Folk & Traditional Music of the Western Continents

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as isometric; that is, a single metric pattern, such as 4/4, 3/4, 6/8, but also 5/8, 7/8, etc., dominates the song. When several meters are used, these tend to appear in recurring sequences; thus a song, par­ticularly one in Eastern Europe, may have a meter consisting of the regular alternation of 3/8, 4/8, and 5/8 measures (see Example 5-3). But music in which no metric pattern can be detected is not common in European folklore. Deviation from a metric pattern—for example, the elongation of tones at points of rest, near the endings of lines or of phrases—are common, as shown in Example 3-7; but these devia­tions tend to reinforce the metric character of the music rather than to negate it.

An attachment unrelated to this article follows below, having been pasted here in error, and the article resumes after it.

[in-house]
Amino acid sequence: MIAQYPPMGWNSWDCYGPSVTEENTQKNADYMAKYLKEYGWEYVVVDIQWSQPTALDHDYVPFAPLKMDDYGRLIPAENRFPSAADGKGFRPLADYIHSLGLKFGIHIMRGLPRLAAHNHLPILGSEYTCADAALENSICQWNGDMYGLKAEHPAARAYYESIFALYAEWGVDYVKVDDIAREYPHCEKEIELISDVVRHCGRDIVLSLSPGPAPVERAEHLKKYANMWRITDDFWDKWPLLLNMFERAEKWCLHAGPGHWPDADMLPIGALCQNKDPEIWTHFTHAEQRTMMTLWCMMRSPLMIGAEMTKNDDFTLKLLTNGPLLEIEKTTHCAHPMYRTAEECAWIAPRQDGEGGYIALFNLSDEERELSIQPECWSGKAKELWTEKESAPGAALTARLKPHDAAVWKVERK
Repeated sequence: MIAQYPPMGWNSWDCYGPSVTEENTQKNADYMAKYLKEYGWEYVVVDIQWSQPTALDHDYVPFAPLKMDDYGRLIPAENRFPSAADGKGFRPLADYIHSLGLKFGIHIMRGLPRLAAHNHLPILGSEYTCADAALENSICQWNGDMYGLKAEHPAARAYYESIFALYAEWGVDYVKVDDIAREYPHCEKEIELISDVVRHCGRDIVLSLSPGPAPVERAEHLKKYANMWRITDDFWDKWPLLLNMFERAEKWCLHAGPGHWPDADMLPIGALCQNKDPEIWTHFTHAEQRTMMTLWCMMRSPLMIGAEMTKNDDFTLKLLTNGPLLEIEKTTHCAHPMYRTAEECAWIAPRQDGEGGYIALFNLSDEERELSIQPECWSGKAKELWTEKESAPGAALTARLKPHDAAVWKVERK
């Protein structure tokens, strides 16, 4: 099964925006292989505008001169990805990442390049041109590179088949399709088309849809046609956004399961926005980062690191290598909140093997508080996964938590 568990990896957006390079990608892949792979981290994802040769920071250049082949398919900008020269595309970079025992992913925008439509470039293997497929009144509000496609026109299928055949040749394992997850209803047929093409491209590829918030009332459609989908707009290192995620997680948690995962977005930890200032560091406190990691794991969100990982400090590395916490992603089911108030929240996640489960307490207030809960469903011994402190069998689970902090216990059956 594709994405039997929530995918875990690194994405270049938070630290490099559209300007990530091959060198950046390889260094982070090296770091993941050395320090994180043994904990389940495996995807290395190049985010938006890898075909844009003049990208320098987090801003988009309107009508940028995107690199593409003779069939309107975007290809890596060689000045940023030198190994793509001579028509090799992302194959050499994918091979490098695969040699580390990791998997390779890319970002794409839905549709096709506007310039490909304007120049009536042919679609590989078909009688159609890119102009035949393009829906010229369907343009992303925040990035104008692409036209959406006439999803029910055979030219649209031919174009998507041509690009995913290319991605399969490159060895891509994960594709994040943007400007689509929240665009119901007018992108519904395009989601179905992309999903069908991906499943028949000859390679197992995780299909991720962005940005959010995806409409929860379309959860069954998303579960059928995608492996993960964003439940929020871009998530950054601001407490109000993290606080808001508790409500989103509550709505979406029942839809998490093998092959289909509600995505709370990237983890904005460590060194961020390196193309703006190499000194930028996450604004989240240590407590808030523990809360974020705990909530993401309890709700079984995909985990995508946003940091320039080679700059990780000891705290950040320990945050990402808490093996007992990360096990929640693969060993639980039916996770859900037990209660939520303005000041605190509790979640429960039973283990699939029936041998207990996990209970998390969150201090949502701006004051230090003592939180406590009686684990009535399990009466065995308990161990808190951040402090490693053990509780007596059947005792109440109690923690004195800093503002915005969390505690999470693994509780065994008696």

example 3-7. English folk song, "Lady Isabel and the Elf Knight," from Cecil Sharp, English Folk Songs from the Southern Appalachians (Lon­don, New York: Oxford University Press, 1952), vol. 1, p. 7.
Thus another trait, found also, to be sure, elsewhere in the world, ties European folk music into a homogeneous unit.
The manner of singing—use of the voice, movements and facial expressions, types of tone color—is another important feature. We have few guidelines according to which we can describe this phe­nomenon. Alan Lomax2 is one of the few scholars who have paid at­tention to this important aspect of music. Lomax believes that it is possible to divide the world into relatively few areas each of which has a particular manner of singing that exists independent of the geographic distribution of other aspects of musical style such as melody, rhythm, and form. Europe, he finds, is rather complicated, for it possesses a number of singing styles that do not have con­tiguous distribution.
2 Alan Lomax, "Folk Song Style," American Anthropologist LXI (1959), 927-54.

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